There are electrophysiological and optical methods to investigate neuronal activity in vivo – both of them have their advantages and drawbacks. If you want to record with high temporal precision and deep inside the brain your method of choice is sticking electrodes deep into the brain and record LFPs. Detailed analysis of these LFPs then reveals distinct patterns of neuronal spiking activity that can be segregated into different sources (your individual neurons), but you are practically blind to 1. where you are and then 2. which cells you are recording from. If you want to “see” the neurons you are recording from you will probably prefer calcium imaging methods. Activity of single neurons loaded with a synthetic dye or expressing genetically encoded calcium indicators (GECIs) can be observed and the specificity can additionally be increased if a subpopulation of cells (e.g. specific interneuron types) expresses a fluorescent marker protein. This only accounts for superficial layers of the cortex or the olfactory bulb since even multi photon microscopy doesn’t allow imaging deeper cortical – let alone subcortical structures (side note: there are these papers where people implant prisms and fibers to “dig” deep into the brain – they are all massively invasive though). So what do you do if you want to identify activity of distinct projections from one regions to another deep in the brain? Well, chances are you are quite lost. Calcium imaging doesn’t reach these depths and good luck identifying/segregating distinct LFP signatures that serve your analysis purpose!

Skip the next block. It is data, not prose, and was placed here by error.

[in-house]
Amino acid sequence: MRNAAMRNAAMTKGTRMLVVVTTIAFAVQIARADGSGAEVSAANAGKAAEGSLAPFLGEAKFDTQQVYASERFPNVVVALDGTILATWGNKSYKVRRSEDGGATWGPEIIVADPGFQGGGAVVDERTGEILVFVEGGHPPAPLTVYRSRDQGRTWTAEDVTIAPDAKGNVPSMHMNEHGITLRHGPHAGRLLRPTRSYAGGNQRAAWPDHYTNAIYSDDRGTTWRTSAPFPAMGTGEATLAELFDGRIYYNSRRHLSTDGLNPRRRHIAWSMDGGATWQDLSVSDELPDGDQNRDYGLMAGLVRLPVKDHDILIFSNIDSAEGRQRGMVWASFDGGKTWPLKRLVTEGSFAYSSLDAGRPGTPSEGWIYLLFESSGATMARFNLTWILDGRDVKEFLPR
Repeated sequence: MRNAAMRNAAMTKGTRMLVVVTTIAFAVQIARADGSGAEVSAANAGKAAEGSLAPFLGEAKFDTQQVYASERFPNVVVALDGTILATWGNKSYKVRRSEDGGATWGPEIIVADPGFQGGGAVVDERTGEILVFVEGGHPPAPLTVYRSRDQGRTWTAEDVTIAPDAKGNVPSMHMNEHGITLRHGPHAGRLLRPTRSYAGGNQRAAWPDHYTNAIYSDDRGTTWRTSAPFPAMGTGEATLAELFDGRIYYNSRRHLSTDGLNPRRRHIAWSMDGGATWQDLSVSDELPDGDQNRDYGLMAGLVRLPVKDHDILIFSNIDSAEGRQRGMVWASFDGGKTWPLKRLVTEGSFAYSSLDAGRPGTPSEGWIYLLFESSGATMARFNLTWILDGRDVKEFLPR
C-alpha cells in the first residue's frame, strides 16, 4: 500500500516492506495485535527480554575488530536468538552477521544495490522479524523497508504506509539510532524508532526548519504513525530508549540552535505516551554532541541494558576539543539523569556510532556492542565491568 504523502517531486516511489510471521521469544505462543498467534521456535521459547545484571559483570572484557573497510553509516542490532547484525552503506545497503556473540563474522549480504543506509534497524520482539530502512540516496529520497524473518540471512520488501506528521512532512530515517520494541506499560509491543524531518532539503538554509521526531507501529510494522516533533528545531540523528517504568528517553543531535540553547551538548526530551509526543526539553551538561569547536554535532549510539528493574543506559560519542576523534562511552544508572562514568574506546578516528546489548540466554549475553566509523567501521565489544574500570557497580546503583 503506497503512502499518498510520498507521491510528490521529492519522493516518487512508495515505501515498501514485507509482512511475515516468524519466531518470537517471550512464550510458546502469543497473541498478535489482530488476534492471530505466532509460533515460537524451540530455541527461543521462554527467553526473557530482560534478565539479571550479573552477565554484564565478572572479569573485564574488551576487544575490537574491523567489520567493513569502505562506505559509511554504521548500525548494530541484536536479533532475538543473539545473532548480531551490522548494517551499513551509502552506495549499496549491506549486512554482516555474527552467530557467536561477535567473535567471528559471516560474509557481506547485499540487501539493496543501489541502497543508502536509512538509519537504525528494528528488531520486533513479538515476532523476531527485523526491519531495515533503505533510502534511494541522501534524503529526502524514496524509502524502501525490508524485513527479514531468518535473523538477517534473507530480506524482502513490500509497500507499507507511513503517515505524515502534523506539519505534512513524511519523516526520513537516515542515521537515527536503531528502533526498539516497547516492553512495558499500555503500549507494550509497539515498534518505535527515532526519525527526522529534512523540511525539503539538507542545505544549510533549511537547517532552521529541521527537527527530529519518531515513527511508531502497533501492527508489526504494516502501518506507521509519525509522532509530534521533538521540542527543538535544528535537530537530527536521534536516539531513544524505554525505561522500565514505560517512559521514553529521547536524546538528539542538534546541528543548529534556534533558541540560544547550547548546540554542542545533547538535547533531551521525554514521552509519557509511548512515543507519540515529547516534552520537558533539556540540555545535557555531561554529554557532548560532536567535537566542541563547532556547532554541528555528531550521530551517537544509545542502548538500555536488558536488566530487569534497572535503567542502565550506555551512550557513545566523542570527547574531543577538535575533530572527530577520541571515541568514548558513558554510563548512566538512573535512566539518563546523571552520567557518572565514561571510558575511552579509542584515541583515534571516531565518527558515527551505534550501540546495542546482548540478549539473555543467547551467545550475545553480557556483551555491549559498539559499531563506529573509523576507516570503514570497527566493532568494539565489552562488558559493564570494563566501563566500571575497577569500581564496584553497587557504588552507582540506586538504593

In their Cell paper, Gunaydin et al. combine a range of interesting techniques to investigate neuronal dynamics in the ventral tegmental area (VTA) to nucleus accumbens (NAc) projections during social interactions in mice. They use an optical fiber that excites and records GCAMP5g signals in the VTA and NAc. Specifically they conduct an experiment where they inject a floxed GCAMP5 construct in the VTA of TH(Tyrosin-Hydroxylase)-cre mice and image axonal projections with an optical fiber implanted in the NAc (a technique they call photometry). Although this approach is essentially “blind” to the specific anatomy of the field in view at the fiber ending, it allows recording of projections – and importantly only projections from one specific region to another to be examined in the behaving animal on a millisecond time scale. They combine this approach in a separate set of experiments with a optogenetical approach: by injecting a WGA-cre virus in the (postsynaptic) cells in the NAc they can retrogradely label only those cells that are connected to the NAc in the VTA and that – in their experiment – express floxed Halo- or Channelrhodopsins. Thereby they can either inhibit or activate specific projections from the VTA to NAc without much side effects on other projections from the VTA (check this Südhof paper for more WGA-cre madness). Their last set of experiments makes use of an interesting tool for specific (optical) control of GPCRs -in this case D1Rs: They use a method introduced in a 2009 Nature paper to engineer basically a ChR with its intracellular domains replaced by the intracellular domains of the D1R (Dopamine 1 receptor). Shining light on cells expressing this mutant GPCR leads to rising intracellular cAMP levels as would be expected from the activation of D1Rs in the cell membrane. Taken together their paper uses a range of very useful techniques to investigate circuit dynamics in vivo. As they conclude: “This ability to directly measure activity of projections between brain regions provides a new source of data on dynamics of information flow.”
Video below is Supplementary Video 4:Fiber photometry recording from VTA-NAc projections during exposure to a novel social target. Red bar in upper-left corner indicates dF/F synchronized with the animal’s behavior. Note the increases in GCaMP fluorescence as the test mouse actively investigates the target mouse [...]